Department of Labor Issues Opinion Letter about Gig Workers
The US Department of Labor issued a new opinion letter that concluded that gig workers for a virtual marketplace company are independent contractors, not employees, under the Fair Labor Standards Act. The company at issue uses an app to connect residential house cleaners with potential customers, similar to the way Lyft and Uber connect drivers with riders. In the opinion letter (FLSA2019-6), the DOL used a six-factor “economic dependence” test and concluded that the workers are independent contractors because they “demonstrate economic independence . . . in the working relationship between [the company] and its service providers.”
[A quick reminder about opinion letters: An opinion letter is an official response to a specific question raised by an employer on how a particular law applies in a particular situation. Opinion letters are not laws, but they represent the DOL’s official position on certain issues, and other employers (and the courts) may rely on opinion letters for guidance when interpreting laws and regulations.]
EEO-1 Pay Data Reporting Deadlines
A recent federal court ruling has set September 30, 2019, as the deadline to file EEO-1 Component 2 pay data for calendar years 2017 and 2018. Employers with 100 or more employees, and federal contractors with 50 or more employees, are required to report employee demographic and pay data to the EEOC. The EEO-1 data reporting requirements now contain two components. Component 1 demographic data includes number of employees by job category, race, ethnicity, and sex. Component 2 pay data includes hours worked and pay information by race, ethnicity and sex. The deadline to report Component 1 data is May 31, 2019. The deadline to report Component 2 data is September 30, 2019.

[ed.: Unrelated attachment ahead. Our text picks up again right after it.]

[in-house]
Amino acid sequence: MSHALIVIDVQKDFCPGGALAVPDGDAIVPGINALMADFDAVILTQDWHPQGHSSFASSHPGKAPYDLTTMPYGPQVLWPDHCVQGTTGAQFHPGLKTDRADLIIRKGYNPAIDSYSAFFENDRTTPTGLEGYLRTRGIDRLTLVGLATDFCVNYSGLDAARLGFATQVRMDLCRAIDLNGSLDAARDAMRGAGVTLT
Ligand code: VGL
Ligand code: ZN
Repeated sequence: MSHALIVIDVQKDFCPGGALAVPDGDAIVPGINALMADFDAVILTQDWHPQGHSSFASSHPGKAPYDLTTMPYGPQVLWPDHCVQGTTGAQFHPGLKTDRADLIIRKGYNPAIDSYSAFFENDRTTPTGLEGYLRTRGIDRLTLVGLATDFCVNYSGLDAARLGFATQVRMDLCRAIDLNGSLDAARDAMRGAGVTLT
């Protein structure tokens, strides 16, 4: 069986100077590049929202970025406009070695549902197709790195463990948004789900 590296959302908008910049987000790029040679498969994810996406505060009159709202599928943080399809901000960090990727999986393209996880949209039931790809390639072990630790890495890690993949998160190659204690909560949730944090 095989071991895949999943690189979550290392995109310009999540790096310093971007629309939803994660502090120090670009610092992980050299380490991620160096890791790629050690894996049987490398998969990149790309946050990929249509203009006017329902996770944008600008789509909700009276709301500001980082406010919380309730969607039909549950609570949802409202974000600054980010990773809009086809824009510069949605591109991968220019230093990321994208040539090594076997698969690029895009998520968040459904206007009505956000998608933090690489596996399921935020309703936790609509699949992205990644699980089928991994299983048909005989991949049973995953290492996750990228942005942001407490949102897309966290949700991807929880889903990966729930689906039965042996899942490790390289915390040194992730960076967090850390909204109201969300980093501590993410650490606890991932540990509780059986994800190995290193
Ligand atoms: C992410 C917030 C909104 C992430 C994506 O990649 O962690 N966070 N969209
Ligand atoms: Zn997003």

The Component 2 reporting and deadline had been in flux because of ongoing litigation, but the recent court ruling seems to have resolved the issue for now. The U.S. Department of Justice has appealed the ruling, but EEOC posted on its website that the appeal does not affect the reporting deadlines. The appeal creates the chance the deadline could change again, but employers would be wise to operate under the assumption that they will need to report Component 2 data at the end of September.
Visit the EEOC’s EEO Reporting website for more information about reporting requirements.
Supreme Court of the United States Will Hear Cases on LGBT Workplace Bias
The U.S. Supreme Court agreed to consider three cases raising question of whether Title VII prohibits discrimination on the basis of sexual orientation or gender identity. The schism in the circuit courts has made this issue ripe for review, as has the disagreement between the EEOC (who says the Civil Rights Act protects gay and transgender people from discrimination) and the Trump Administration, which takes the opposite view. The court will hear oral arguments in the fall, with decisions expected in early 2020.
EEOC Releases Enforcement and Litigation Data
The EEOC recently released its enforcement and litigation data for fiscal year 2018. According to the report, the EEOC resolved 90,558 charges. The most frequently filed charge was retaliation, which accounted for 51.6% of all charges filed, followed by sex (32.3%), disability (32.2%), race (32.2%), and age (22.1%).* A total of 1,354 charges were filed in Colorado, accounting for 1.8% of all charges nationwide. In Colorado, the most frequent charges were retaliation (61.7%), sex (37.4%), disability (35.2%), age (27.3%), and race (22.7%).* More details about the EEOC’s report are available here and here.
(*These percentages add up to more than 100% because some charges allege multiple bases.)
UPDATE: No Paid Family Leave Law in Colorado this Year
The proposed FAMLI bill introduced in the Colorado Senate, which would have required paid family and medical leave for Colorado employees, will not be signed into law this session. The bill (SB-188), which we wrote about last month, was opposed by many in the business community, and legislators on both sides of the aisle questioned whether the proposed law would be able to pay for itself. As a result, the bill’s sponsors redrafted the bill to fund a study to evaluate the idea of a paid leave program, including how to pay for it and implement it. The redrafted bill was approved by both the House and Senate, and was sent to Governor Polis. Governor Polis has until June 2 to sign the bill, veto it or let it become law without his signature.
Recent EEOC Actions in Colorado
- The EEOC filed suit against a Chili’s restaurant in Cañon City, alleging that restaurant management sexually harassed female servers and hostesses, and retaliated against some women who complained about the harassment.
- Greeley-based JBS Carriers agreed to settle an EEOC lawsuit which alleged that the trucking company’s pre-employment medical screening process unlawfully screened out qualified applicants with disabilities.